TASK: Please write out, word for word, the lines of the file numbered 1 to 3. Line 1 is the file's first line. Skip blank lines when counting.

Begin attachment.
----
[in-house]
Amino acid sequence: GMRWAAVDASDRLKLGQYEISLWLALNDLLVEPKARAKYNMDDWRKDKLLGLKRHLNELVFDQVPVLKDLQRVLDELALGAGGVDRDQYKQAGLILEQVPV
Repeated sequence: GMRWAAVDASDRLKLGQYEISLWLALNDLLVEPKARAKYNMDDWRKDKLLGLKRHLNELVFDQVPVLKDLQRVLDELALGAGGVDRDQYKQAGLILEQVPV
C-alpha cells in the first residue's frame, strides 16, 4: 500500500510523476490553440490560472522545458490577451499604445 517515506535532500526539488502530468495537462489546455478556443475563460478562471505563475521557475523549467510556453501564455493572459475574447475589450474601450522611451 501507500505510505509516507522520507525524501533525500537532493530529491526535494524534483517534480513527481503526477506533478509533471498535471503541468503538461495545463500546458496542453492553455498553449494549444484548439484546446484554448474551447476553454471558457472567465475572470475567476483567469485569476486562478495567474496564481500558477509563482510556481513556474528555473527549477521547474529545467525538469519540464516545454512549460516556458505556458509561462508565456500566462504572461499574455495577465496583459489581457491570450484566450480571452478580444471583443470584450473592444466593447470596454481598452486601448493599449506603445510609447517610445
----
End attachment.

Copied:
[in-house]
Amino acid sequence: GMRWAAVDASDRLKLGQYEISLWLALNDLLVEPKARAKYNMDDWRKDKLLGLKRHLNELVFDQVPVLKDLQRVLDELALGAGGVDRDQYKQAGLILEQVPV
Repeated sequence: GMRWAAVDASDRLKLGQYEISLWLALNDLLVEPKARAKYNMDDWRKDKLLGLKRHLNELVFDQVPVLKDLQRVLDELALGAGGVDRDQYKQAGLILEQVPV